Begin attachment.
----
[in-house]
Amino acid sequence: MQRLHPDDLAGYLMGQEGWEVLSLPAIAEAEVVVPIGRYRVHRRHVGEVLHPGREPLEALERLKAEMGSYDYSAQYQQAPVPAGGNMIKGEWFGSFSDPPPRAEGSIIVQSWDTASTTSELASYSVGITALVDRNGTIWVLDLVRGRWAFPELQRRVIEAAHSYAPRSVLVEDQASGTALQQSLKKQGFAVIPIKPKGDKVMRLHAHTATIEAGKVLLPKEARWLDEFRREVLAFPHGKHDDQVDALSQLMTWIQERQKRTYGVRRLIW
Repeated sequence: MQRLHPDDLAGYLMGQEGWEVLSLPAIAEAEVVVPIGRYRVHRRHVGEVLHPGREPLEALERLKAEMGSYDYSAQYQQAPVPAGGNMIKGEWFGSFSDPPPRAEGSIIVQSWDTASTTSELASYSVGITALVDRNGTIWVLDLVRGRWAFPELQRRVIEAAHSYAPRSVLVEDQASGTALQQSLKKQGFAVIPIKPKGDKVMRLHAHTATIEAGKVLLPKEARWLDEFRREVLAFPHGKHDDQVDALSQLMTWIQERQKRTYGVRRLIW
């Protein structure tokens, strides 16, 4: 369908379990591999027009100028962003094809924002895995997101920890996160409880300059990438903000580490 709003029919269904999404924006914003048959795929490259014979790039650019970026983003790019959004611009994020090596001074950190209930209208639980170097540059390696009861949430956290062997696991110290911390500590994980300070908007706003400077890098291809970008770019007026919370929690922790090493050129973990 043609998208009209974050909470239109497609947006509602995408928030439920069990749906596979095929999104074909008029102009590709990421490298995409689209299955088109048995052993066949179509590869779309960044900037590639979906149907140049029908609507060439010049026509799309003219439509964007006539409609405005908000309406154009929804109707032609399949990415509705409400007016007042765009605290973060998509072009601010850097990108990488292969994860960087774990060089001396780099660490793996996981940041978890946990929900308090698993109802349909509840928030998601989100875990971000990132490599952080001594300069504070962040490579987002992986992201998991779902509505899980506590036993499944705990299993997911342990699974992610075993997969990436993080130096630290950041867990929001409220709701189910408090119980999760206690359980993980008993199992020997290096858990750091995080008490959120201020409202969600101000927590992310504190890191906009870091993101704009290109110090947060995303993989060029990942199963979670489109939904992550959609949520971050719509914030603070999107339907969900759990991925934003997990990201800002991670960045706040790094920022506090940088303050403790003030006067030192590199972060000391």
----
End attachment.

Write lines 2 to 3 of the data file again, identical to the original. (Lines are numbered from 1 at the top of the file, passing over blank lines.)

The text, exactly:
Amino acid sequence: MQRLHPDDLAGYLMGQEGWEVLSLPAIAEAEVVVPIGRYRVHRRHVGEVLHPGREPLEALERLKAEMGSYDYSAQYQQAPVPAGGNMIKGEWFGSFSDPPPRAEGSIIVQSWDTASTTSELASYSVGITALVDRNGTIWVLDLVRGRWAFPELQRRVIEAAHSYAPRSVLVEDQASGTALQQSLKKQGFAVIPIKPKGDKVMRLHAHTATIEAGKVLLPKEARWLDEFRREVLAFPHGKHDDQVDALSQLMTWIQERQKRTYGVRRLIW
Repeated sequence: MQRLHPDDLAGYLMGQEGWEVLSLPAIAEAEVVVPIGRYRVHRRHVGEVLHPGREPLEALERLKAEMGSYDYSAQYQQAPVPAGGNMIKGEWFGSFSDPPPRAEGSIIVQSWDTASTTSELASYSVGITALVDRNGTIWVLDLVRGRWAFPELQRRVIEAAHSYAPRSVLVEDQASGTALQQSLKKQGFAVIPIKPKGDKVMRLHAHTATIEAGKVLLPKEARWLDEFRREVLAFPHGKHDDQVDALSQLMTWIQERQKRTYGVRRLIW